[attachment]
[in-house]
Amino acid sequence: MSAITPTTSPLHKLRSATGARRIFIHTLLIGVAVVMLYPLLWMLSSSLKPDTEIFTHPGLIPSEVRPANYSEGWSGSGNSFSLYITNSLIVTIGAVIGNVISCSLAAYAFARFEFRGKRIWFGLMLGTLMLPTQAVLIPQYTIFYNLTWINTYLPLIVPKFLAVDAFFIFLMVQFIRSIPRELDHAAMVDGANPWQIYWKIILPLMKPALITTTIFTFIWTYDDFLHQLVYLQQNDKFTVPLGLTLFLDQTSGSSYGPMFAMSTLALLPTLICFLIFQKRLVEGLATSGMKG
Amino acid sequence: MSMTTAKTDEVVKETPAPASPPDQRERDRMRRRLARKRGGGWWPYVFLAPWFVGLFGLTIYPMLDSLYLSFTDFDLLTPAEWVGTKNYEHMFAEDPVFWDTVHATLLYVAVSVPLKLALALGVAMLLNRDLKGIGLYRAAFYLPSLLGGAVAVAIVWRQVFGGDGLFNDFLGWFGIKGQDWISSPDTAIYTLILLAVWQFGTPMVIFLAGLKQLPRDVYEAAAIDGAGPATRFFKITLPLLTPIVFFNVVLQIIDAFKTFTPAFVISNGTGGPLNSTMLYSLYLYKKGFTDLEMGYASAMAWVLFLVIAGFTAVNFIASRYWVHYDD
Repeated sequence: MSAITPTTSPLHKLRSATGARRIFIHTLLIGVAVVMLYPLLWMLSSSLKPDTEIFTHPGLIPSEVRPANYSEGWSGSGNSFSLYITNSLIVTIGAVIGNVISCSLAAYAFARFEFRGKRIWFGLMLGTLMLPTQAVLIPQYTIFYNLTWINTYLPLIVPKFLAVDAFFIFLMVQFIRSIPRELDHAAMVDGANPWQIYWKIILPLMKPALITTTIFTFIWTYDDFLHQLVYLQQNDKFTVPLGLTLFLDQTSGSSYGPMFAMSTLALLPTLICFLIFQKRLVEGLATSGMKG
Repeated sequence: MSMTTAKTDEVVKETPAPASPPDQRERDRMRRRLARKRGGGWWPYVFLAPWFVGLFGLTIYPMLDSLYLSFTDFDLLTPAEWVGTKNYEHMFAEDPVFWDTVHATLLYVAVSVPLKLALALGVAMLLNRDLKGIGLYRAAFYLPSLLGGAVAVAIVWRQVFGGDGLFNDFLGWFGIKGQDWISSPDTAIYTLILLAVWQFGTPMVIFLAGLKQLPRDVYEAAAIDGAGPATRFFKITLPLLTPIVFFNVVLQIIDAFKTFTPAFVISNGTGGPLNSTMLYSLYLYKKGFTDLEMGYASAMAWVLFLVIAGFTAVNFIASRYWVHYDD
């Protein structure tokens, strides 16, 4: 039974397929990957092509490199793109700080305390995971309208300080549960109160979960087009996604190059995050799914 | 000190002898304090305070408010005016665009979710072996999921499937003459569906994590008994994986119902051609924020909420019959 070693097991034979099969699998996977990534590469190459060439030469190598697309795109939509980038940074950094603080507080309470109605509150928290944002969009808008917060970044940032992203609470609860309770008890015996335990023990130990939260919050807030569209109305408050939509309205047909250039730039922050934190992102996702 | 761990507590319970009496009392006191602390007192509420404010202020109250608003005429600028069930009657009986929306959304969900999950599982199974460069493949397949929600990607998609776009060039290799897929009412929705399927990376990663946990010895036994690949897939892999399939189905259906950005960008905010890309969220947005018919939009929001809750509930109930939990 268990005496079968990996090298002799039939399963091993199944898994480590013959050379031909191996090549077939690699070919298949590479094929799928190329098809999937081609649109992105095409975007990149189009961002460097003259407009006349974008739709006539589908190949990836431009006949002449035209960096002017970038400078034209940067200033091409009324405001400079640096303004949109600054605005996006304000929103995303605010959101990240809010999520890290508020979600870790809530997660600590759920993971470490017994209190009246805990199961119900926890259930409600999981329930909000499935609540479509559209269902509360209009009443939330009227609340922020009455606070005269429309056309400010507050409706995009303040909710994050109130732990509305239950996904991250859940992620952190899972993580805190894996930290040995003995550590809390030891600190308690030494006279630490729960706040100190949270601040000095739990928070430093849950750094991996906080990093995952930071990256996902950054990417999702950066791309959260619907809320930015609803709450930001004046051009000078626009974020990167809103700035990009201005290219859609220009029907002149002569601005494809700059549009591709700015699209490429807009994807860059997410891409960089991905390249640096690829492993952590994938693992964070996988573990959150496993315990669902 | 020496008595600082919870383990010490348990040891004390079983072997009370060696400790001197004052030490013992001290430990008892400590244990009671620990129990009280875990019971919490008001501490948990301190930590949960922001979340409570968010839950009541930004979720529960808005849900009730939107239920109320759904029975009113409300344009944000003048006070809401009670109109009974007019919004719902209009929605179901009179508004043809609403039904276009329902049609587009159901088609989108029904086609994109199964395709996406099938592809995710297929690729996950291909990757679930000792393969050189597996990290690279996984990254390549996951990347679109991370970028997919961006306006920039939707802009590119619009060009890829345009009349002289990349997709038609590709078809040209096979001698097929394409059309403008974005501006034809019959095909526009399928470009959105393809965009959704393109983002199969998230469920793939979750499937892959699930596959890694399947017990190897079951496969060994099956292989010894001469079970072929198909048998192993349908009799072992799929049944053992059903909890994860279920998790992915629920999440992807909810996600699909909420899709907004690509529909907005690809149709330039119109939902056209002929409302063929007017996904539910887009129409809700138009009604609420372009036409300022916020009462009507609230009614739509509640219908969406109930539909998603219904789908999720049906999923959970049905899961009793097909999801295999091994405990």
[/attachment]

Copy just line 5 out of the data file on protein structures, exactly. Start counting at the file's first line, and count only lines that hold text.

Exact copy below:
Repeated sequence: MSMTTAKTDEVVKETPAPASPPDQRERDRMRRRLARKRGGGWWPYVFLAPWFVGLFGLTIYPMLDSLYLSFTDFDLLTPAEWVGTKNYEHMFAEDPVFWDTVHATLLYVAVSVPLKLALALGVAMLLNRDLKGIGLYRAAFYLPSLLGGAVAVAIVWRQVFGGDGLFNDFLGWFGIKGQDWISSPDTAIYTLILLAVWQFGTPMVIFLAGLKQLPRDVYEAAAIDGAGPATRFFKITLPLLTPIVFFNVVLQIIDAFKTFTPAFVISNGTGGPLNSTMLYSLYLYKKGFTDLEMGYASAMAWVLFLVIAGFTAVNFIASRYWVHYDD